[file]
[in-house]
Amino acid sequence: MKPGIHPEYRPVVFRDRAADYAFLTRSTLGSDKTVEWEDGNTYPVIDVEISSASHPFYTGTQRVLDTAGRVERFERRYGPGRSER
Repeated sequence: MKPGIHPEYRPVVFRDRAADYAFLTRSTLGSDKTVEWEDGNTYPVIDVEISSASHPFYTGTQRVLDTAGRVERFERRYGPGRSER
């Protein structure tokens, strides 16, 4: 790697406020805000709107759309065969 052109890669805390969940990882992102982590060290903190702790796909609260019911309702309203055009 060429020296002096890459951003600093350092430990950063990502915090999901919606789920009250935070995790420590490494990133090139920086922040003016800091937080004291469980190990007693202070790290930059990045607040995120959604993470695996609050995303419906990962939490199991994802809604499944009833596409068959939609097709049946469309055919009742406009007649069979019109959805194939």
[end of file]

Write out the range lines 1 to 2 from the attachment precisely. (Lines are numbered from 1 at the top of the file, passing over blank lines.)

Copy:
[in-house]
Amino acid sequence: MKPGIHPEYRPVVFRDRAADYAFLTRSTLGSDKTVEWEDGNTYPVIDVEISSASHPFYTGTQRVLDTAGRVERFERRYGPGRSER